Why tone of voice matters in blogging for manufacturing

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Published May 29, 2018 | Written by Jeremy Knight

At the heart of a successful strategy for blogging for manufacturing is the ability to be able to write about often highly technical subjects in a way that communicates your expertise, but that remains fresh, accessible and enjoyable to read.

A key element of this process is to agree on a clear and consistent ‘tone of voice’ for your company or brand.

But what exactly is your tone of voice? 

And how can it help you to engage with your audience, increase rapport and better tell your story?

Why tone of voice matters

It’s not just what you say, but how you say it. 

Tone of voice is the way in which you use written or spoken language to connect with your prospects.

It conveys the distinct character of your brand.  It humanises your product or service. And it expresses what it is that you stand for.

Identifying the right tone of voice relies on considering two key factors:

  1. Your brand personality - who are you and what do you stand for?
  2. Your audience - who are you speaking to (your buyer personas) and what's important to them?

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Your blog can be an invaluable tool in helping to drive traffic to your website and in enabling you to secure quality leads that you can ultimately convert to customers. 

But while it may seem counter-intuitive, your blog may not be the best place to dictate your opinions or to 'sell' your product or service.  

If there’s something that will put anyone off the quickest, it’s that feeling of being “sold to” or "told what to do."  So establishing the right tone of voice is going to be crucial.

By positioning yourself in the role of mentor, peer or friend, for example, you can then offer your prospective customers a rich pool of resources rather than an array of products. 

It's a chance to put yourself in your prospects' shoes, to start a conversation and to build a relationship based on what matters to them.

Your choice of words

Part of the process of establishing your tone of voice in your blogging is to accumulate a bank of words, phrases and grammatical guidelines that are consistent with your brand.

Even the smallest of adjustments can hugely affect the meaning of your message and how it's received.

Think for a moment about your choice of language, grammar or syntax.

Something as simple as swapping out “You must…” or "You will..." with "You could..." or "You'll..." could make all the difference between a brand personality that draws your prospects in, or one that drives them away.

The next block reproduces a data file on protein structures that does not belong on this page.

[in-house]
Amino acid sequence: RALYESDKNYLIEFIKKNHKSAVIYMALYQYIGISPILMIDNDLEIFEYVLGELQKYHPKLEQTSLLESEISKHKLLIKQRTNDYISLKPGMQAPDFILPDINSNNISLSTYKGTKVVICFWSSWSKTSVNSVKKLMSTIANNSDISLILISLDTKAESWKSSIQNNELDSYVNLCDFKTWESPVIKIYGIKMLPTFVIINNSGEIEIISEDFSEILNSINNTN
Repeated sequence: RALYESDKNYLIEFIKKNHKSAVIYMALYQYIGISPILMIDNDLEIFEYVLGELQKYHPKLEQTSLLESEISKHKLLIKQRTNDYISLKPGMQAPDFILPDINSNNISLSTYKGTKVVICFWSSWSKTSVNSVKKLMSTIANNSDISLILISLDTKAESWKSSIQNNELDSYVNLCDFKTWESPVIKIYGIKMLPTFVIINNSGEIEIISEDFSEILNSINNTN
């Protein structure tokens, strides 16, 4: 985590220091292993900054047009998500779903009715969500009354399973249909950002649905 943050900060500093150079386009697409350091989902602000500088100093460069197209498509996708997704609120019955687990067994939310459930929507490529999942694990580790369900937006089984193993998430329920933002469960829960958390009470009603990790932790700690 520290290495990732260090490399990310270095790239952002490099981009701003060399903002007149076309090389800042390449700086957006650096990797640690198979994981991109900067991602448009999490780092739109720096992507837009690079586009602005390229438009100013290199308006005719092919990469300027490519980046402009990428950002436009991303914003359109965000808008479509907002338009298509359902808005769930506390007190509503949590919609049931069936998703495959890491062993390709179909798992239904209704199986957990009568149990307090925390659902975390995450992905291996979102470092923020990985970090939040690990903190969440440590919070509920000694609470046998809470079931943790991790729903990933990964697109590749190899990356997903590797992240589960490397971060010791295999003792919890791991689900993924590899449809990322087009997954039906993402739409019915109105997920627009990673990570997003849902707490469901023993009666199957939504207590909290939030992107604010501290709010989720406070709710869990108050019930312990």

And while a degree of formality is important in establishing your authority within your industry, the key is to communicate that expertise in a way that's accessible and relatable for your prospects.

Too much formality in your writing could result in you presenting an image that's inflexible, inwardly focused or verbose.

While opting for too casual a tone of voice could see you coming across as flippant or suggest you lack the substance to back up your claims.

Getting technical

It can be easy to assume that the people reading your blog posts know as much about your subject as you do. And that they understand all the terminology, acronyms and turns of phrase that are applicable to your industry.

Sure, some technical language will be needed (and expected) when you’re writing about a specialist or niche subject.

But equally too, stuffing your blog with jargon or overly complex language may just end up confusing your audience and cluttering the intent of your message.

Facts are of course important. And there are things that your prospects will absolutely want to know before they purchase your product or service.

But it's also important to bear in mind where your prospects are at in their buyer's journey and to pitch your content accordingly.

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Ultimately we all like to make human connections. And we all like to buy from people we trust. 

By keeping in mind your company's tone of voice you can use your blogging efforts to initiate meaningful conversations and to establish rapport with your manufacturing prospects.

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Published by Jeremy Knight May 29, 2018
Jeremy Knight